Rina Sawayama’s “Paradisin’” is an energetic pop anthem that can easily function as yet another feel-good mood booster. The song describes Sawayama living her best life with her friends growing up, and the chaotic arcade sounds infused into the key change will forever remain memorable.


Courtesy of Atlantic Recording Corporation

“If It Wasn’t For The Nights” — ABBA

In my opinion, this song is among ABBA’s most underrated and one of their best. After a long and busy day, Björn Ulvaeus dreads coming home and having to deal with his suffocating thoughts. I recommend listening to this song after all your classes, labs or extracurriculars are over, rather than following in his footsteps and staring at the wall.


Courtesy of Disney

“Today and Tomorrow” — Grace VanderWaal

Despite being infamous for singing in “cursive,” Grace VanderWaal has delivered some incredible music following her “America’s Got Talent” victory. This one is a soft, almost sickeningly sweet ukulele tune that fits any occasion, from snowy walks to romantic thoughts.


Courtesy of Dead Oceans

“That Funny Feeling” — Phoebe Bridgers

So many of my classmates have experienced “that funny feeling,” the indescribable sensation of things not being right, but being unable to describe what is wrong. If you ever feel like sitting on the floor and staring at the ceiling this semester, this Phoebe Bridgers cover is for you.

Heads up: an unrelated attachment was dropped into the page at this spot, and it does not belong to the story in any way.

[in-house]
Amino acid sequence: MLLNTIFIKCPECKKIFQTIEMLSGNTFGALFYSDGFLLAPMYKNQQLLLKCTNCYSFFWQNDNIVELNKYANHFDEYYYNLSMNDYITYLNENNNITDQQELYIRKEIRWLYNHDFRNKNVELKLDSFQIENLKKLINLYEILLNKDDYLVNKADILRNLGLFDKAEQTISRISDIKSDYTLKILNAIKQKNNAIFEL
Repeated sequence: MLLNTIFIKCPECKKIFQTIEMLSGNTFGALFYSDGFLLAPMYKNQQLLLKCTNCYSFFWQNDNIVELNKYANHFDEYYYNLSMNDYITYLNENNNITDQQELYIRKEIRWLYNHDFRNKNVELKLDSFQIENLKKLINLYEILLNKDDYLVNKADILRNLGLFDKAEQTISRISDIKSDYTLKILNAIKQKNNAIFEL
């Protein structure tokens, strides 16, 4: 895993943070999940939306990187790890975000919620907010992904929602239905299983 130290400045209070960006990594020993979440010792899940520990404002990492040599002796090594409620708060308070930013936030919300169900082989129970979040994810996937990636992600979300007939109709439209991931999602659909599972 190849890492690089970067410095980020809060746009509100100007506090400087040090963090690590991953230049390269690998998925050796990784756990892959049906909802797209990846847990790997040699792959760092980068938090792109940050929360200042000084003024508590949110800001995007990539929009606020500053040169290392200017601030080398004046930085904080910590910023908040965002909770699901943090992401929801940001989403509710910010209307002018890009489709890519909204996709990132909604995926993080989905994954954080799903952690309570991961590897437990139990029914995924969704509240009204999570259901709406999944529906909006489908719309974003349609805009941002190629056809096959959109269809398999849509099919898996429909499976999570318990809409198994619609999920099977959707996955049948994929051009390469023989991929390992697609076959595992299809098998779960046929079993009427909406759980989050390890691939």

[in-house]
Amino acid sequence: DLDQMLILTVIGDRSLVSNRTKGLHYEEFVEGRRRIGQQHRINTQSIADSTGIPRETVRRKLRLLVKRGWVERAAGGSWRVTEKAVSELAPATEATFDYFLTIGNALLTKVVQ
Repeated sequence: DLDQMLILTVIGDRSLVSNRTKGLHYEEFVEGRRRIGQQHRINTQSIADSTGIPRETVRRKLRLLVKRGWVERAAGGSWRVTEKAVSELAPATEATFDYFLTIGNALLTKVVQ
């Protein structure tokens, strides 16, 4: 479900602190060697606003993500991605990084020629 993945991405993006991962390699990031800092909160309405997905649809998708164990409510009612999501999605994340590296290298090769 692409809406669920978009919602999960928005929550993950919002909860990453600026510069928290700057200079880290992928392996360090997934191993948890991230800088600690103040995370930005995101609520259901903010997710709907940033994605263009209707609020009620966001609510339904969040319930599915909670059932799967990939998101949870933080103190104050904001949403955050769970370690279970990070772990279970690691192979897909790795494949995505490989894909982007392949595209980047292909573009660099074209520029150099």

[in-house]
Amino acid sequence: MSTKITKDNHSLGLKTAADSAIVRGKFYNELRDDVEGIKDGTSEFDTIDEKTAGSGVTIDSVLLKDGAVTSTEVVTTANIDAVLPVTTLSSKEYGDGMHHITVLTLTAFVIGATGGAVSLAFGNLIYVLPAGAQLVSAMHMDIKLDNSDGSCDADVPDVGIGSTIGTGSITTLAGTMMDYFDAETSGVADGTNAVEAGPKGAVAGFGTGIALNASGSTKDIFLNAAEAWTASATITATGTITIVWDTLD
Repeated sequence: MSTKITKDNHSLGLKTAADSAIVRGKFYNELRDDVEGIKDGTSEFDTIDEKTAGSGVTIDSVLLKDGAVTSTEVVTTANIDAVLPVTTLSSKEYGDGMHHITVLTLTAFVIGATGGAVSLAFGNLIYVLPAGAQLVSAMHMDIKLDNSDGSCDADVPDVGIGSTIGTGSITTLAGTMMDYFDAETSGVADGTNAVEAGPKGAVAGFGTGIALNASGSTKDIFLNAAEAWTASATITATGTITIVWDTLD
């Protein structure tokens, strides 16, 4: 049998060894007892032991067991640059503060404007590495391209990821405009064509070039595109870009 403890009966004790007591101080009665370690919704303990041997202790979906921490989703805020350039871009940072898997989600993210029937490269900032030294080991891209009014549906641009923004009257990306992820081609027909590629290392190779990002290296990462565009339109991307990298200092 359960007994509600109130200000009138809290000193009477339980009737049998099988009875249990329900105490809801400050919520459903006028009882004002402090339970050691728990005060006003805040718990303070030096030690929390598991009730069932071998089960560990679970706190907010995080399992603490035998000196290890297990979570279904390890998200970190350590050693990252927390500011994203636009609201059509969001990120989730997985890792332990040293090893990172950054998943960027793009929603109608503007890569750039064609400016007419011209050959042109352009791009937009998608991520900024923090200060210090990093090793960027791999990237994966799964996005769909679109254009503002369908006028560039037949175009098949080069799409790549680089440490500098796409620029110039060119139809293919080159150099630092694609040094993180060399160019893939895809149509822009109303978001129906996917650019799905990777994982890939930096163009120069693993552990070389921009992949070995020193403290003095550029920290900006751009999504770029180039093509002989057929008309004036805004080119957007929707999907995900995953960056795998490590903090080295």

Courtesy of Charisma Records

“Mr. Blue” — Catherine Feeny

Fans of “Bojack Horseman” might instantly recognize the melody from the popular show’s final scene. Feeny’s voice is soothing and delicate with hints of nostalgia, fitting into the theme of leaving behind the blues and seeking personal growth.


Courtesy of Republic Records

“You’re On Your Own, Kid” — Taylor Swift

This song might just be my favorite from Taylor’s latest album, “Midnights.” The bridge is the highlight of the song, as she advises us to make the most of the moments that feel real because we all grow up and life changes quickly. 


Courtesy of Dead Oceans

“I Know The End” — Phoebe Bridgers

This haunting, apocalyptic Phoebe Bridgers masterpiece portrays the end of the world and the ensuing chaos. In the song, she leaves her devastated hometown and chases “a new place to be from.”


Courtesy of Columbia Records

“String Lights” — Peter McPoland

My suitemates know I have a problem with saying goodbye. Every break, regardless if it’s four days or an entire month, I cry ugly tears before leaving. Peter McPoland recounts similar memories with his friends, from hanging up string lights to crying about the fear of growing up. But McPoland ends the song with “everything ends,” and I think it’s a healthy reminder for spring 2023—that everything, whether good or bad, will ultimately pass and we can be thankful for having such special moments to feel nostalgic for.


Courtesy of Polar Music and Epic Records

“Slipping Through My Fingers” — Meryl Streep, Amanda Seyfried

Depending on your mood, this song can either be the sweetest or the most soul-crushing experience. It describes time flying by too quickly and a daughter growing up from a mother’s perspective. I recommend avoiding this song on the last day of the semester.